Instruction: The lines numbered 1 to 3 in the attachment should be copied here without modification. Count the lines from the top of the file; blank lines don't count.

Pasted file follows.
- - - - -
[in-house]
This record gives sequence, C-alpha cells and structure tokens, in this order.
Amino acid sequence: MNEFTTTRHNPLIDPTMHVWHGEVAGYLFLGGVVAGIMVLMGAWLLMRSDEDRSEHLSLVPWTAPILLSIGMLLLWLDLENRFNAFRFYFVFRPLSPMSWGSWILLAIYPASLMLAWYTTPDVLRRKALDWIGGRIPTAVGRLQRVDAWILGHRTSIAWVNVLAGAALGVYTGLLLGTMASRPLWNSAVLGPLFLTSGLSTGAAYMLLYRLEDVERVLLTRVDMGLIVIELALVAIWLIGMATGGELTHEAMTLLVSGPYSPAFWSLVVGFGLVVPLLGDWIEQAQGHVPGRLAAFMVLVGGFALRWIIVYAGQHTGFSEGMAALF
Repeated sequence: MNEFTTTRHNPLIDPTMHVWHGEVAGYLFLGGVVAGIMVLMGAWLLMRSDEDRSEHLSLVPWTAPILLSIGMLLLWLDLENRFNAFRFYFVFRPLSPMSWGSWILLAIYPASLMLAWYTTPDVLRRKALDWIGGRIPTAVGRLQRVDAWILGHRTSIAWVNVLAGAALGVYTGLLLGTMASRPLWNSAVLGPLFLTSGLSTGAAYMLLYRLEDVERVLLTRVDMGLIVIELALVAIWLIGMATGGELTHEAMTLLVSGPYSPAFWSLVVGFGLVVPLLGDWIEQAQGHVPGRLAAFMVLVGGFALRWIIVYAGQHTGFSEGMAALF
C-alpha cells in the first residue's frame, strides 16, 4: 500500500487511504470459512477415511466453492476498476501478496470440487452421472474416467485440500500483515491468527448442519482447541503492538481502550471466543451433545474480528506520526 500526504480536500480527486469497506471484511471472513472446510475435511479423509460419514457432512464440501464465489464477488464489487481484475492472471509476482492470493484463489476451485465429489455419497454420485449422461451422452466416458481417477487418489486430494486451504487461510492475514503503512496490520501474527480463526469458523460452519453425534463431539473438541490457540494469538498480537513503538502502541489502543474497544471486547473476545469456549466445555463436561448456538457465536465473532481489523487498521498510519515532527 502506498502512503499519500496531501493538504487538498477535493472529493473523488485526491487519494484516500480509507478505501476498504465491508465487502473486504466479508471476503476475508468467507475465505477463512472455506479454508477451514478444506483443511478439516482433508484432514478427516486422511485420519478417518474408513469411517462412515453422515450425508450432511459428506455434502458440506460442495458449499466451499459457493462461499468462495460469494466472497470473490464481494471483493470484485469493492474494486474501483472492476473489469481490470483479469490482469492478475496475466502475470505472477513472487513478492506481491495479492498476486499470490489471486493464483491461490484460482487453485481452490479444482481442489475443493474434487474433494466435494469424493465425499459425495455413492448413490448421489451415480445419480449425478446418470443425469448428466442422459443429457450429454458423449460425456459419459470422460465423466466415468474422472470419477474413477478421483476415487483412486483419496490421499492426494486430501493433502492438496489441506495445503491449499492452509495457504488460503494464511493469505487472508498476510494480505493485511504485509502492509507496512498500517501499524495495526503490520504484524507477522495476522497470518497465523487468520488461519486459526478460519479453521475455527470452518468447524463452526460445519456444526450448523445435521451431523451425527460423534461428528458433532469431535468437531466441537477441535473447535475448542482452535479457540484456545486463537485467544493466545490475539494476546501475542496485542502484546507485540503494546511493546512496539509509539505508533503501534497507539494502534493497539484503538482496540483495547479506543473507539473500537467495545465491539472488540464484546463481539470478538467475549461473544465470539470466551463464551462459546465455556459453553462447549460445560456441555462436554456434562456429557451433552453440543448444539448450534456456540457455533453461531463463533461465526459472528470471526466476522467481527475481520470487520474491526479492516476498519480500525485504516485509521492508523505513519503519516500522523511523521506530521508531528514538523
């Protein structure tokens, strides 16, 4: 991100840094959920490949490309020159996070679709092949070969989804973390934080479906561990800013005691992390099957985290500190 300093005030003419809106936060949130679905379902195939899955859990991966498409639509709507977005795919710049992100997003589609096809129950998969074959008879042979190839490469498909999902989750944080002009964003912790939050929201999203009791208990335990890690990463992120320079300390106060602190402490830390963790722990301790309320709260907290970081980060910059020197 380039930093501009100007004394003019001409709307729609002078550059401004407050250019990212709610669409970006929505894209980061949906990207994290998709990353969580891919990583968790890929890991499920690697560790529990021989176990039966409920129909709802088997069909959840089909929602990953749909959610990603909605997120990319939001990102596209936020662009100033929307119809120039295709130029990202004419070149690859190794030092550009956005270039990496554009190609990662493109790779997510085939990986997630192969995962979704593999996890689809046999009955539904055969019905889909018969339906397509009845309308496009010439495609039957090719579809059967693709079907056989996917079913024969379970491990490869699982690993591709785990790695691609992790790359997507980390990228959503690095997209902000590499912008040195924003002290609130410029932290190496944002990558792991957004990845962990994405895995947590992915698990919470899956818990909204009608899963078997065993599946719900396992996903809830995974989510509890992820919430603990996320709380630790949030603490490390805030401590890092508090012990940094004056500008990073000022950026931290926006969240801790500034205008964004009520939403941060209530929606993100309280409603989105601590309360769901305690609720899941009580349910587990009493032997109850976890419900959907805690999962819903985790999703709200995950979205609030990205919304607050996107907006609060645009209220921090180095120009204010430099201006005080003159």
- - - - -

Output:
[in-house]
This record gives sequence, C-alpha cells and structure tokens, in this order.
Amino acid sequence: MNEFTTTRHNPLIDPTMHVWHGEVAGYLFLGGVVAGIMVLMGAWLLMRSDEDRSEHLSLVPWTAPILLSIGMLLLWLDLENRFNAFRFYFVFRPLSPMSWGSWILLAIYPASLMLAWYTTPDVLRRKALDWIGGRIPTAVGRLQRVDAWILGHRTSIAWVNVLAGAALGVYTGLLLGTMASRPLWNSAVLGPLFLTSGLSTGAAYMLLYRLEDVERVLLTRVDMGLIVIELALVAIWLIGMATGGELTHEAMTLLVSGPYSPAFWSLVVGFGLVVPLLGDWIEQAQGHVPGRLAAFMVLVGGFALRWIIVYAGQHTGFSEGMAALF